For other situations, your child may end up being placed on probation with court ordered-conditions of release. While on probation, your child will have a juvenile probation officer that will constantly monitor the progress of the child and report it to the judge presiding over the case. Like adults, if the child fails to live up to his or her obligations, future severe consequences could result. Additionally, parents can under some scenarios be held responsible for the actions of their children. These laws can impose added stresses on families already dealing with the difficulties of having their children accused of a crime. They can result in financial hardship or loss of liberty. Protect your child, and protect yourself. Call our firm and ask to speak with an experienced and knowledgeable juvenile attorney so that we may begin working on your child’s case TODAY.

Progress of Juvenile Cases

After your child is arrested, his or her case goes through several phases. Initially, there will be a detention hearing. At the hearing will be a juvenile probation officer, the state prosecutor, a judge, the child, and his or her attorney. These hearings are generally closed to the public. The primary purpose of the hearing is to determine if there is probable cause to believe that your child has committed a crime. After hearing the evidence, if the judge is satisfied that a crime has likely been committed by the child, the court can detain the child and release them into the custody of the juvenile probation department for a period not to exceed ten business days.

Around the same time as the detention hearing, the case file goes through an intake process. This is where the initial decision is made as to whether the case will be filed, dismissed, or dealt with informally without filing. The prosecutor will visit with the juvenile probation officer, review the evidence involved in the case, look at the child’s criminal and educational history, and consider the seriousness of the offense.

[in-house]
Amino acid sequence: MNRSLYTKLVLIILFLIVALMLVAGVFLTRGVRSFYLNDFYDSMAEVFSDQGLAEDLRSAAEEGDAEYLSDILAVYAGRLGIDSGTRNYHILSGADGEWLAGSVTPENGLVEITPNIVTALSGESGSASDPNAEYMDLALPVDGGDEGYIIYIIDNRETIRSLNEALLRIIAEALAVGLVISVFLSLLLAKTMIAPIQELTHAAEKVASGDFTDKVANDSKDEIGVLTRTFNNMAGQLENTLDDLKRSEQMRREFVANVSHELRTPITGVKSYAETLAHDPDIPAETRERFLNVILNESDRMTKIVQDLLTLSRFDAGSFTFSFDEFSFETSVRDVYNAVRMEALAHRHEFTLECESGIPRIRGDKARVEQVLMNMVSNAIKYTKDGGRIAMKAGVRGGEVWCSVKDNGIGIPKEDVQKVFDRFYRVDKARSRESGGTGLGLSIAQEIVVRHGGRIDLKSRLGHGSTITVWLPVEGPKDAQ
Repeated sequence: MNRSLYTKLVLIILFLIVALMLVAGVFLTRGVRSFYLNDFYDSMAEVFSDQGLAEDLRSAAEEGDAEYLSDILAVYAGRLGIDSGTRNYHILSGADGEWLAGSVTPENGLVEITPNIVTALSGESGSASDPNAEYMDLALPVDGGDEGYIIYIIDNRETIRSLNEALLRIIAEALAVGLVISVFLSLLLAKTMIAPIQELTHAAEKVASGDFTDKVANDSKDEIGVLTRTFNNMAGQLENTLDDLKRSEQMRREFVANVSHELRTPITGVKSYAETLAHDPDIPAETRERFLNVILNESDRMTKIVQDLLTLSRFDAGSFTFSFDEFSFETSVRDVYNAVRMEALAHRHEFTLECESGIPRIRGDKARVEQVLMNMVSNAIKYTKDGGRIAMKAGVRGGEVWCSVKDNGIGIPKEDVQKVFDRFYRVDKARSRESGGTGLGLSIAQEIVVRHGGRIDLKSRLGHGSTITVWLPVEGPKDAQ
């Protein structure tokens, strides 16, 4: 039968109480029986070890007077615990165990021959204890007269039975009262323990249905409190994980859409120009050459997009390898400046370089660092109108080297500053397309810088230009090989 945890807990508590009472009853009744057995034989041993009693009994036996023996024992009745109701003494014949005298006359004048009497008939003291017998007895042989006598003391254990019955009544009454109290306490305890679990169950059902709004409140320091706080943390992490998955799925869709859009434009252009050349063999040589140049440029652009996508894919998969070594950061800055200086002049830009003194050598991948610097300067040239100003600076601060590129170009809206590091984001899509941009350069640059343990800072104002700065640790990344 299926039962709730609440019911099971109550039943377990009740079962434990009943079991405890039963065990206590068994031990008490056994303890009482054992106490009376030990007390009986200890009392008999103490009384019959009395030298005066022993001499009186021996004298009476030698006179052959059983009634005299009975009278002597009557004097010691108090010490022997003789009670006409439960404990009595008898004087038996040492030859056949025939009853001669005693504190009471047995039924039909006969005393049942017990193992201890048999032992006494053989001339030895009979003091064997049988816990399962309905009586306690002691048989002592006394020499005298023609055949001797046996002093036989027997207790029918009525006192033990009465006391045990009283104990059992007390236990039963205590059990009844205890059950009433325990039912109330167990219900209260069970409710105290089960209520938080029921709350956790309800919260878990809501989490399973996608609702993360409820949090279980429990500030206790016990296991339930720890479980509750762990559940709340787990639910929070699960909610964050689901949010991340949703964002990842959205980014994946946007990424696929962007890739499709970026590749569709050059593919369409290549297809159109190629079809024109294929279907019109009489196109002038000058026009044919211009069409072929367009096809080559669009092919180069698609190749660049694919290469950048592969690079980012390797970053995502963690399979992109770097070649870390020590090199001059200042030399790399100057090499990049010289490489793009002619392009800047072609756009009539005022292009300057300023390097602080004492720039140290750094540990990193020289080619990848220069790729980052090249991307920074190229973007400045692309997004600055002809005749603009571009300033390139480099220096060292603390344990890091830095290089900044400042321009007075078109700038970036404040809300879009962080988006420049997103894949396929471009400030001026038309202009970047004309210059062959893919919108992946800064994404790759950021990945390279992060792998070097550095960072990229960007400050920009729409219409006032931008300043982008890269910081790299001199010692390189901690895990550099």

If the state decides to file the child’s case, the prosecutor will file a petition alleging delinquent conduct against the child. This petition requests the court to have a hearing regarding the case on its merits. While the case is pending the case proceeds much like that of an adults with the discussion of plea bargains and alternate resolutions. Ultimately, an adjudication hearing will take place. This is where the judge makes a determination of guilt based on the evidence presented by the state. Juveniles, like adults, also have the right to jury trial.

At the conclusion of the adjudication hearing, if the judge finds there is sufficient evidence to make a finding of guilt, a disposition, or punishment hearing, will follow. At the disposition hearing the court will consider whether to order the child into counseling, confinement, probation, or perform community service restitution. This is based in large part upon the prosecutor’s suggestions and the probation department’s recommendations. If a plea bargain is worked out between the prosecutor and the child, it is at this point that the agreement is presented to the judge for his or her approval. A skilled, well-respected criminal defense lawyer will be able to assist you and your child during the formal hearing process and negotiate the best possible solution for your child’s needs.

Archived Blog Posts...